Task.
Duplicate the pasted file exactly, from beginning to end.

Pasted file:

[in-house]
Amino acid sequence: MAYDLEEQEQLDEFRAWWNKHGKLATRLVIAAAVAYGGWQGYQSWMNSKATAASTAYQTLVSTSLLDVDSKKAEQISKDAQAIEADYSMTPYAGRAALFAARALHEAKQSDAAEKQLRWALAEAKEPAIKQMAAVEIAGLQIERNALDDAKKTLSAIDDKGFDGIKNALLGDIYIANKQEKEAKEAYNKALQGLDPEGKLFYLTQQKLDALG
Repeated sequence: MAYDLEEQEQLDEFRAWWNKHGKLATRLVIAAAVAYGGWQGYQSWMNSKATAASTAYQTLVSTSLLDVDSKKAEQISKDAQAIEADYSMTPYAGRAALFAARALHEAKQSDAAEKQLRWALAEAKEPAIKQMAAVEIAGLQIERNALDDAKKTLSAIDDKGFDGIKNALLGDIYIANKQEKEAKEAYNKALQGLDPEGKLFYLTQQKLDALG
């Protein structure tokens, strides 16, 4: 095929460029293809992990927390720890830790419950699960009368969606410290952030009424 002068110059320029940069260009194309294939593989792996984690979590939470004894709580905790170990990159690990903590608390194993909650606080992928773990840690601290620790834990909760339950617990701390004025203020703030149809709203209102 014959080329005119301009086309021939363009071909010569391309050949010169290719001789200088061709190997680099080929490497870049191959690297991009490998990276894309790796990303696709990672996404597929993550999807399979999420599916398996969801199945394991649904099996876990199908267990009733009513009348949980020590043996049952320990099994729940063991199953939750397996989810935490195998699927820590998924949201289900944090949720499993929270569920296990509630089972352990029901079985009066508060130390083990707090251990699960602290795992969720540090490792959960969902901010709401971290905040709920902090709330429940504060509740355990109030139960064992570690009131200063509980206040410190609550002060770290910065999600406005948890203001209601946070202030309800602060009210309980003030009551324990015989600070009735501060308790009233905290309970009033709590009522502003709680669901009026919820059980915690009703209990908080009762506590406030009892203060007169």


[in-house]
Amino acid sequence: MAYDLEEQEQLDEFRAWWNKHGKLATRLVIAAAVAYGGWQGYQSWMNSKATAASTAYQTLVSTSLLDVDSKKAEQISKDAQAIEADYSMTPYAGRAALFAARALHEAKQSDAAEKQLRWALAEAKEPAIKQMAAVEIAGLQIERNALDDAKKTLSAIDDKGFDGIKNALLGDIYIANKQEKEAKEAYNKALQGLDPEGKLFYLTQQKLDALG
Repeated sequence: MAYDLEEQEQLDEFRAWWNKHGKLATRLVIAAAVAYGGWQGYQSWMNSKATAASTAYQTLVSTSLLDVDSKKAEQISKDAQAIEADYSMTPYAGRAALFAARALHEAKQSDAAEKQLRWALAEAKEPAIKQMAAVEIAGLQIERNALDDAKKTLSAIDDKGFDGIKNALLGDIYIANKQEKEAKEAYNKALQGLDPEGKLFYLTQQKLDALG
């Protein structure tokens, strides 16, 4: 095929460029293809992990927390720890830790419950699960009368969606410290952030009424 002068110059320029940069260009194309294939593989792996984690979590939470004894709580905790170990990159690990903590608390194993909650606080992928773990840690601290620790834990909760339950617990701390004025203020703030149809709203209102 014959080329005119301009086309021939363009071909010569391309050949010169290719001789200088061709190997680099080929490497870049191959690297991009490998990276894309790796990303696709990672996404597929993550999807399979999420599916398996969801199945394991649904099996876990199908267990009733009513009348949980020590043996049952320990099994729940063991199953939750397996989810935490195998699927820590998924949201289900944090949720499993929270569920296990509630089972352990029901079985009066508060130390083990707090251990699960602290795992969720540090490792959960969902901010709401971290905040709920902090709330429940504060509740355990109030139960064992570690009131200063509980206040410190609550002060770290910065999600406005948890203001209601946070202030309800602060009210309980003030009551324990015989600070009735501060308790009233905290309970009033709590009522502003709680669901009026919820059980915690009703209990908080009762506590406030009892203060007169």